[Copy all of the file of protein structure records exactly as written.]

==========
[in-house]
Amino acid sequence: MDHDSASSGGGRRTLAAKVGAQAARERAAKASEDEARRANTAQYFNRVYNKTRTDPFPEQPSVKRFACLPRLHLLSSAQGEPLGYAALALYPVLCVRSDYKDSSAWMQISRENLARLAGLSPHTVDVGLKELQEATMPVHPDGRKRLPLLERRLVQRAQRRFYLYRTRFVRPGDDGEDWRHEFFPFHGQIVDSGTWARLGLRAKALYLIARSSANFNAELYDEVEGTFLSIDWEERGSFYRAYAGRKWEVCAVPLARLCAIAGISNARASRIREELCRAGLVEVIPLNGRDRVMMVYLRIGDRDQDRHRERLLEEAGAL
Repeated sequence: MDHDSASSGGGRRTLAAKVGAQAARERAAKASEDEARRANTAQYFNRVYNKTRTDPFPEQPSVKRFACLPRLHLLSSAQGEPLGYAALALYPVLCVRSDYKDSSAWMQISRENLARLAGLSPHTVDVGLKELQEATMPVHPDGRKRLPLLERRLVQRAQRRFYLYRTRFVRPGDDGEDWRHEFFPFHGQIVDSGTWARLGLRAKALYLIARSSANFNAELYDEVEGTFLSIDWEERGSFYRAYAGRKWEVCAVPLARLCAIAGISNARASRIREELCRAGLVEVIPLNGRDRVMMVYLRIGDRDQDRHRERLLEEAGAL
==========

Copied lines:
[in-house]
Amino acid sequence: MDHDSASSGGGRRTLAAKVGAQAARERAAKASEDEARRANTAQYFNRVYNKTRTDPFPEQPSVKRFACLPRLHLLSSAQGEPLGYAALALYPVLCVRSDYKDSSAWMQISRENLARLAGLSPHTVDVGLKELQEATMPVHPDGRKRLPLLERRLVQRAQRRFYLYRTRFVRPGDDGEDWRHEFFPFHGQIVDSGTWARLGLRAKALYLIARSSANFNAELYDEVEGTFLSIDWEERGSFYRAYAGRKWEVCAVPLARLCAIAGISNARASRIREELCRAGLVEVIPLNGRDRVMMVYLRIGDRDQDRHRERLLEEAGAL
Repeated sequence: MDHDSASSGGGRRTLAAKVGAQAARERAAKASEDEARRANTAQYFNRVYNKTRTDPFPEQPSVKRFACLPRLHLLSSAQGEPLGYAALALYPVLCVRSDYKDSSAWMQISRENLARLAGLSPHTVDVGLKELQEATMPVHPDGRKRLPLLERRLVQRAQRRFYLYRTRFVRPGDDGEDWRHEFFPFHGQIVDSGTWARLGLRAKALYLIARSSANFNAELYDEVEGTFLSIDWEERGSFYRAYAGRKWEVCAVPLARLCAIAGISNARASRIREELCRAGLVEVIPLNGRDRVMMVYLRIGDRDQDRHRERLLEEAGAL